McDonalds-Chris-Kempczinski-CNBC-Evolve.jpg McDonald's Corp.
McDonald's Corp. CEO Chris Kempczinski participated Wednesday in the CNBC Evolve Global Summit.

5 things from McDonald’s CEO Chris Kempczinski at CNBC Evolve summit

From the future of restaurant dining rooms to franchisee relations, quick-service leader provides insights

Guests are inately social and will be returning to eat in dining rooms as the COVID-19 pandemic eases, says Chris Kempczinski, CEO of McDonald’s Corp.

“I think dine-in is always going to be here,” said the leader of the Chicago-based quick-service burger chain, which saw drive-thru sales skyrocket during pandemic restrictions. Kempczinski participated in a videotaped question-and-answer segment Wednesday during the CNBC Evolve Global Summit.

“Eating is such a social experience, and dine-in is a part of that social experience. So I think dine-in is here to stay,” Kempczinski told Carl Quintanilla, co-anchor of CNBC’s “Squawk on the Street.”

However, McDonald’s, with more than 38,000 restaurants worldwide, is not seeing all regions readjust as quickly as others, he said.

“It varies also around the world,” Kempczinski said. ”In Europe, our dine-in business is the majority of the business. Here in the U.S., dine-in is about 25% of the business.”

Given that, Kempczinski said he expected dine-in to return to the dominate European business, but the U.S. customers may be slower to return.

“In the U.S.,” he said, “we may see dine-in take longer to recover.” McDonald’s over the past several years has emphasized digital, drive-thru and delivery.

“Those are going to be elevated for a sustained period of time, not just in the U.S. but around the world,” he said, but “we're certainly expecting that dine-in is also going to be an important part of the McDonald's experience.”

Four other issues addressed in the CNBC Evolve Global Summit included:

- Simplified Menus: “The pandemic offered us a number of opportunities,” Kempczinski said. “One was to simplify our menus. We had to do simplicity in our in our menus — both out of necessity, because we just didn't have as many people able to work in the kitchen, but I also think there was an opportunity there where we saw the power of our core menu.” Pandemic customers desired comfort over experimentation, he said.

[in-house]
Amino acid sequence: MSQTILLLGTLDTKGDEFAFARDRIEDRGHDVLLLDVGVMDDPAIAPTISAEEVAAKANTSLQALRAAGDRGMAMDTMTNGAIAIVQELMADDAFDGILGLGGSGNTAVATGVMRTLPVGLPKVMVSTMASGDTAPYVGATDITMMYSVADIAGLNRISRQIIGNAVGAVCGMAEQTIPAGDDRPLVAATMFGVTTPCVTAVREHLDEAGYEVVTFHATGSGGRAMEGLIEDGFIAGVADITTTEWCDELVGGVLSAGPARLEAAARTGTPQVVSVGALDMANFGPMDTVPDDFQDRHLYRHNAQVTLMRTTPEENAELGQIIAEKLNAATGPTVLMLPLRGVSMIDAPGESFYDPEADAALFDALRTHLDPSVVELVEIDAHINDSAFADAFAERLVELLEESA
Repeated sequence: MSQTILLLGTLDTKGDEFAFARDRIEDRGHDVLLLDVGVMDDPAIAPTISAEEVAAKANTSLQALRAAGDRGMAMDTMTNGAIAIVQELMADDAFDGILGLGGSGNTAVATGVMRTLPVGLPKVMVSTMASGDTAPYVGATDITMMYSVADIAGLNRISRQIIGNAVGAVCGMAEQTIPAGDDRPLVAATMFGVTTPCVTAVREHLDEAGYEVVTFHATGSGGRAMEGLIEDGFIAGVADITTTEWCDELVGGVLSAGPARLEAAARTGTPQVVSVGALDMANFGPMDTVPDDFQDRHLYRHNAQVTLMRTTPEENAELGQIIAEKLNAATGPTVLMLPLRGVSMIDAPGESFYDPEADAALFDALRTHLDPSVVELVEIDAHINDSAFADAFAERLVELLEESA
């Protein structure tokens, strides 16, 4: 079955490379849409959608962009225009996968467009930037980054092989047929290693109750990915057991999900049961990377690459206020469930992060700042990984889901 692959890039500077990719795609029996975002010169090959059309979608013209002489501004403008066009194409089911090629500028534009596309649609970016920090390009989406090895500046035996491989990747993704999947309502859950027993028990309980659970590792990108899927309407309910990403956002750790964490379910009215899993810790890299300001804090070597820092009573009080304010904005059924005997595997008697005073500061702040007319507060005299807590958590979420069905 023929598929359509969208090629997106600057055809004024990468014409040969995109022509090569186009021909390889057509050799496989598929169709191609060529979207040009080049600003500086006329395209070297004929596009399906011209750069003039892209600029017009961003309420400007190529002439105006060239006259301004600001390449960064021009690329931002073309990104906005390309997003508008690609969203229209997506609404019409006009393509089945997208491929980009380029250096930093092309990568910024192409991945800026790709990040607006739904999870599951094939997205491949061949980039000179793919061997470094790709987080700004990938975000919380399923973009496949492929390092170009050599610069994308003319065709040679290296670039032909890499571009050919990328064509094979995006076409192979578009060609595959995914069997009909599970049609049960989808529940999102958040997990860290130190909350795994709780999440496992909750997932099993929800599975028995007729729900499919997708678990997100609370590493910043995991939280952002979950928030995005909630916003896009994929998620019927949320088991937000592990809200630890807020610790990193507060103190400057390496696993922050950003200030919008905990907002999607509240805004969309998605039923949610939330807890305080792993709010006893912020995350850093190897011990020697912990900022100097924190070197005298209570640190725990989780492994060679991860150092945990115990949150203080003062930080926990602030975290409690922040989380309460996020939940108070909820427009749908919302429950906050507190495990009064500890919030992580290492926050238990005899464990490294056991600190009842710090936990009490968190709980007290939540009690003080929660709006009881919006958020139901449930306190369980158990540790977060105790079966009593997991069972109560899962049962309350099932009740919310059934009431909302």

- Wages. McDonald’s in May said it was increasing pay an average of 10% for more than 36,500 workers at its corporate-owned U.S. stores. It said it would be raising the entry-level range for crew to at least $11 to $17 an hour, and the starting range for shift managers to at least $15 to $20 an hour, based on restaurant location. “We respond to where the market is moving,” Kempczinski said. “Wages are going up because the economy is strong.”

- Speaking Out on Social Issues: How corporates respond publicly to social issues has evolved over the past two or three decades, Kempczinski said. One reason is because of declining respect for governmental institutions, he said, and corporations are being asked to stand in where in the past other institutions played a bigger role.

Corporations are seeing pressure, he said, from both employees and customers.

“They're making decisions about where to work [and] who to be patronizing based on ‘does that corporation reflect the values that are important to me?” he noted. “So I think both of those in combination have required corporations to become a little bit more clear about what they stand for I think if you're a consumer company even more so. If you are a global consumer company even more so.”

Kempczinski said McDonald’s executives will speak out when they think an issue directly impacts the business. Recent issues included Black Lives Matter, climate change and the U.S. Capitol violence on Jan. 6, he said.

“Ultimately,” he said, “we are a non-political organization. We don't pick sides. We just have to stay true to who we are and that'll work itself out from a from a political standpoint through the democratic process.”

- Franchisee Relations: “The biggest thing is to recognize in the U.S. we have 2,000 franchisees [and] globally we have 4,000 franchisees,” Kempczinski said. “Our franchisees reflect the society that we live in.”

Kempczinski said McDonald’s was founded on the idea that a diverse set of franchisees reflected the communities in which they did business. The business dynamic reflects the various viewpoints of those communities and leads to discussions that yield solutions, he said.

“McDonald's is a great example of where diversity of thought actually leads to a better business, leads to a better system,” Kempczinski said.

Contact Ron Ruggless at Ronald.Ruggless@Informa.com

Follow him on Twitter: @RonRuggless

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